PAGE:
By Kevin O’Brien, SJ
It’s natural to become distracted during prayer sometimes. If you can, simply acknowledge the distracting thought and let it go. Sometimes, however, what at first seems like a distraction offers an opportunity for a graced encounter with God. Thus, if the distracting thought continues, then carefully discern whether it’s really a distraction or something you need to pray about.
In the course of a retreat in daily life, things happen at home, at work, or in relationships that beg for prayerful reflection. We should not hesitate to pray over the “scripture of our lives” if we think that God is trying to get our attention through what we initially thought was a distraction.
In contrast, some thoughts are really unnecessary preoccupations; we can tend to them later. Review the suggestions for preparing for and structuring your prayer time. Following these long-tested counsels can help focus your prayer. If distractions persist, talk with a spiritual director or guide about them. If you tend to fall asleep when you pray, adjust your posture or time of prayer.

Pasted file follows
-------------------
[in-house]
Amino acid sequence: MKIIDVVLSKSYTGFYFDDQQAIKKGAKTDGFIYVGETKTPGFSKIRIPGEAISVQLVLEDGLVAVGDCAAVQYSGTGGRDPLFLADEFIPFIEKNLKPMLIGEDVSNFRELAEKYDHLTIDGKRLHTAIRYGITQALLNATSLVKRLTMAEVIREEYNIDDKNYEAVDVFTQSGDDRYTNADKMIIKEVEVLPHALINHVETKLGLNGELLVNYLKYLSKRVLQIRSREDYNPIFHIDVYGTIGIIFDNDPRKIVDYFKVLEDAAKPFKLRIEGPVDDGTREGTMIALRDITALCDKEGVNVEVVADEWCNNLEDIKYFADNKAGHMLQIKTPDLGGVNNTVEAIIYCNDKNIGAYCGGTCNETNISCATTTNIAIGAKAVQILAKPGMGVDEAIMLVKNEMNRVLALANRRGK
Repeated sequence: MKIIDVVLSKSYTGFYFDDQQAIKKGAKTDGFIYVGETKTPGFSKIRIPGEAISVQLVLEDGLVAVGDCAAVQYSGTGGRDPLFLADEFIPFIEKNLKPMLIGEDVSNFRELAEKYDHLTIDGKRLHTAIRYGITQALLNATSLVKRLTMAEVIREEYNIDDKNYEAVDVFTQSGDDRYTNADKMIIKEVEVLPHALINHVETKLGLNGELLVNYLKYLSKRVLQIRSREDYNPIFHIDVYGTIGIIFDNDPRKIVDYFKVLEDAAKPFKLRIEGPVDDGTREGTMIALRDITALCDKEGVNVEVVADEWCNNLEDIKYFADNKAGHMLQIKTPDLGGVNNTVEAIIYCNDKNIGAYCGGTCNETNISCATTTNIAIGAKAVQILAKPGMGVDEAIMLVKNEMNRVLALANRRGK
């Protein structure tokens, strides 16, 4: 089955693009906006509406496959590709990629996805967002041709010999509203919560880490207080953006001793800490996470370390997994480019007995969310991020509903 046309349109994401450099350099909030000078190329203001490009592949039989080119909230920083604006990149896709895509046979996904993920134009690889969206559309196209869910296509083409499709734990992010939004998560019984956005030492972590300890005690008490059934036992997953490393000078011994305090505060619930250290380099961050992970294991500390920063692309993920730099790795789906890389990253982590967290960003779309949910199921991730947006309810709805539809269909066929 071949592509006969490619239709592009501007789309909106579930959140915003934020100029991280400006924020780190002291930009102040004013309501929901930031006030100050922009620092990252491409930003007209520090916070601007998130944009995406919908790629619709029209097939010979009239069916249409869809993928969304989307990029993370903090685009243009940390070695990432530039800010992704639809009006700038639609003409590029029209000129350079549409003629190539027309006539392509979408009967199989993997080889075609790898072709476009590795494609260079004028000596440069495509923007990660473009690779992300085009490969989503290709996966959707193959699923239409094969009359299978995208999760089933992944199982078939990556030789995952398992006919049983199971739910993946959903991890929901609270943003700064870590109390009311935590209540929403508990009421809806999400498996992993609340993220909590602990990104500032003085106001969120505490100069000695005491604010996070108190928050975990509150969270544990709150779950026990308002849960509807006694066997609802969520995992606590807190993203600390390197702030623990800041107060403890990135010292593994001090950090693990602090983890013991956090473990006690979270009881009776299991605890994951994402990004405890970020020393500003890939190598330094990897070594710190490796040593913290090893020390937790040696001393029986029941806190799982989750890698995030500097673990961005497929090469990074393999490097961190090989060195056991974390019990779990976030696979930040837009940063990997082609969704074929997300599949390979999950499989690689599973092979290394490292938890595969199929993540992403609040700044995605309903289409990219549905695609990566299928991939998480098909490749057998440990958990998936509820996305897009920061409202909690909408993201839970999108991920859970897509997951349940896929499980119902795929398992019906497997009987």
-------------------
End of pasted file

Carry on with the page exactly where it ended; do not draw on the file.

Sometimes it can seem that nothing is happening, but deep down, God might be stirring up something—we just haven’t realized it yet. As you grow in the habit of prayer, avoid the temptation to judge or rate your prayer: “Today was good prayer; yesterday was just OK.” (Imagine rating each time you spent with a friend or loved one!) God can put anything to good use, even distractions and preoccupations.
In the end, heed the encouragement of St. Francis de Sales and others after him: If all you do is return to God’s presence after distraction, then this is very good prayer. Your persistence shows how much you want to be with God.
Excerpt from The Ignatian Adventure by Kevin O’Brien, SJ.
Images of God by Kevin O’Brien, SJ
A Short Course on Prayer by J.J. O’Leary, SJ